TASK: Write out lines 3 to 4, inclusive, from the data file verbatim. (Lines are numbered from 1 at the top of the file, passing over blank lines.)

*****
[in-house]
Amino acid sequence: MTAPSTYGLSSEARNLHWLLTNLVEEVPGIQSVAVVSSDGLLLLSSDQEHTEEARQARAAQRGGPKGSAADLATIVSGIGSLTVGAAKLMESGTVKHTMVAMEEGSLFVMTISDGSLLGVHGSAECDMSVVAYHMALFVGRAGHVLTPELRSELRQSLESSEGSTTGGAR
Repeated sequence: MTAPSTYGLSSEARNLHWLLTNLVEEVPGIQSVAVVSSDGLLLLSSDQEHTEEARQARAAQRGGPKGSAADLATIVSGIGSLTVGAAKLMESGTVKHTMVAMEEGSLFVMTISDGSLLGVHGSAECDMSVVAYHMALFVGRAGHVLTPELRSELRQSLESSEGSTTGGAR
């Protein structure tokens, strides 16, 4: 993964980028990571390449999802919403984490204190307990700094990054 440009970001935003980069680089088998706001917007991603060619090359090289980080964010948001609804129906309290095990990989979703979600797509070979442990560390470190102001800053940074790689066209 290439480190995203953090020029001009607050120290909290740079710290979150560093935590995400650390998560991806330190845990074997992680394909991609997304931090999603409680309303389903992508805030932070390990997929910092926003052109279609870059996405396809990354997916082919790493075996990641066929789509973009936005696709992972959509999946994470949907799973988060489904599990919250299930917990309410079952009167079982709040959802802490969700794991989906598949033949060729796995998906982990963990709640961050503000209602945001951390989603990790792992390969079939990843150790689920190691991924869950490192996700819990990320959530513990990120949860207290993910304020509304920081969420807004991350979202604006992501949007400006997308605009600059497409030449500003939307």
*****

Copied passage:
Repeated sequence: MTAPSTYGLSSEARNLHWLLTNLVEEVPGIQSVAVVSSDGLLLLSSDQEHTEEARQARAAQRGGPKGSAADLATIVSGIGSLTVGAAKLMESGTVKHTMVAMEEGSLFVMTISDGSLLGVHGSAECDMSVVAYHMALFVGRAGHVLTPELRSELRQSLESSEGSTTGGAR
């Protein structure tokens, strides 16, 4: 993964980028990571390449999802919403984490204190307990700094990054 440009970001935003980069680089088998706001917007991603060619090359090289980080964010948001609804129906309290095990990989979703979600797509070979442990560390470190102001800053940074790689066209 290439480190995203953090020029001009607050120290909290740079710290979150560093935590995400650390998560991806330190845990074997992680394909991609997304931090999603409680309303389903992508805030932070390990997929910092926003052109279609870059996405396809990354997916082919790493075996990641066929789509973009936005696709992972959509999946994470949907799973988060489904599990919250299930917990309410079952009167079982709040959802802490969700794991989906598949033949060729796995998906982990963990709640961050503000209602945001951390989603990790792992390969079939990843150790689920190691991924869950490192996700819990990320959530513990990120949860207290993910304020509304920081969420807004991350979202604006992501949007400006997308605009600059497409030449500003939307």